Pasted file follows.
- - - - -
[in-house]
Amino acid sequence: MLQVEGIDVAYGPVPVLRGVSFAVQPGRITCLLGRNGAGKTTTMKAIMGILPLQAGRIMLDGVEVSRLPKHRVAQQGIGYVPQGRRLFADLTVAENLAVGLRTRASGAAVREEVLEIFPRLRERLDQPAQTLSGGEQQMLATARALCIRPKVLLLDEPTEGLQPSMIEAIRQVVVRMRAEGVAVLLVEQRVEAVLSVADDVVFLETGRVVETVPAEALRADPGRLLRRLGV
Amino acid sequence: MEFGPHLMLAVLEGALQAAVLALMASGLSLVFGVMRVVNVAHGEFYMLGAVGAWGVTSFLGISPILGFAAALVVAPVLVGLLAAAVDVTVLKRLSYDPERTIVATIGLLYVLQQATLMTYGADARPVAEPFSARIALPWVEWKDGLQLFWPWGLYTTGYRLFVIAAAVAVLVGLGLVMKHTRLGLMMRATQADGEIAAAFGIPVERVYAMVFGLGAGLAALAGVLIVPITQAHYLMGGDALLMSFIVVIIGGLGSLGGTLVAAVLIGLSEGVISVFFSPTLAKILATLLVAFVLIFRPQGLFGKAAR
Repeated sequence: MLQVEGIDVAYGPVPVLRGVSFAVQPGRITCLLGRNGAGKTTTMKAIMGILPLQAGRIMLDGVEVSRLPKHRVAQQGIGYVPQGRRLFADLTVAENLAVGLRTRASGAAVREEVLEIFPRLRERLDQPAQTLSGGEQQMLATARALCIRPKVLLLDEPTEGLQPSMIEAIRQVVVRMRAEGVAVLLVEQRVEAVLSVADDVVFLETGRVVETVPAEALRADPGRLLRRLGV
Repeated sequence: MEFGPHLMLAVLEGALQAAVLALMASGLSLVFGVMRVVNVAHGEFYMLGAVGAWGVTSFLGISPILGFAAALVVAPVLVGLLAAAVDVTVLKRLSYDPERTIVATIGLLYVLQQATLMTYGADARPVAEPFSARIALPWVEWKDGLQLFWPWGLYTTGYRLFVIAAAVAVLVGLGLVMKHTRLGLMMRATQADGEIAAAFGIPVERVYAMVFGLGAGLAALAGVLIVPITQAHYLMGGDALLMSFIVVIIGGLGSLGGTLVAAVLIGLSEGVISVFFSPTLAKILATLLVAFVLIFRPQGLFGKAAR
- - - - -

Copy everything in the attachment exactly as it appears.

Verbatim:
[in-house]
Amino acid sequence: MLQVEGIDVAYGPVPVLRGVSFAVQPGRITCLLGRNGAGKTTTMKAIMGILPLQAGRIMLDGVEVSRLPKHRVAQQGIGYVPQGRRLFADLTVAENLAVGLRTRASGAAVREEVLEIFPRLRERLDQPAQTLSGGEQQMLATARALCIRPKVLLLDEPTEGLQPSMIEAIRQVVVRMRAEGVAVLLVEQRVEAVLSVADDVVFLETGRVVETVPAEALRADPGRLLRRLGV
Amino acid sequence: MEFGPHLMLAVLEGALQAAVLALMASGLSLVFGVMRVVNVAHGEFYMLGAVGAWGVTSFLGISPILGFAAALVVAPVLVGLLAAAVDVTVLKRLSYDPERTIVATIGLLYVLQQATLMTYGADARPVAEPFSARIALPWVEWKDGLQLFWPWGLYTTGYRLFVIAAAVAVLVGLGLVMKHTRLGLMMRATQADGEIAAAFGIPVERVYAMVFGLGAGLAALAGVLIVPITQAHYLMGGDALLMSFIVVIIGGLGSLGGTLVAAVLIGLSEGVISVFFSPTLAKILATLLVAFVLIFRPQGLFGKAAR
Repeated sequence: MLQVEGIDVAYGPVPVLRGVSFAVQPGRITCLLGRNGAGKTTTMKAIMGILPLQAGRIMLDGVEVSRLPKHRVAQQGIGYVPQGRRLFADLTVAENLAVGLRTRASGAAVREEVLEIFPRLRERLDQPAQTLSGGEQQMLATARALCIRPKVLLLDEPTEGLQPSMIEAIRQVVVRMRAEGVAVLLVEQRVEAVLSVADDVVFLETGRVVETVPAEALRADPGRLLRRLGV
Repeated sequence: MEFGPHLMLAVLEGALQAAVLALMASGLSLVFGVMRVVNVAHGEFYMLGAVGAWGVTSFLGISPILGFAAALVVAPVLVGLLAAAVDVTVLKRLSYDPERTIVATIGLLYVLQQATLMTYGADARPVAEPFSARIALPWVEWKDGLQLFWPWGLYTTGYRLFVIAAAVAVLVGLGLVMKHTRLGLMMRATQADGEIAAAFGIPVERVYAMVFGLGAGLAALAGVLIVPITQAHYLMGGDALLMSFIVVIIGGLGSLGGTLVAAVLIGLSEGVISVFFSPTLAKILATLLVAFVLIFRPQGLFGKAAR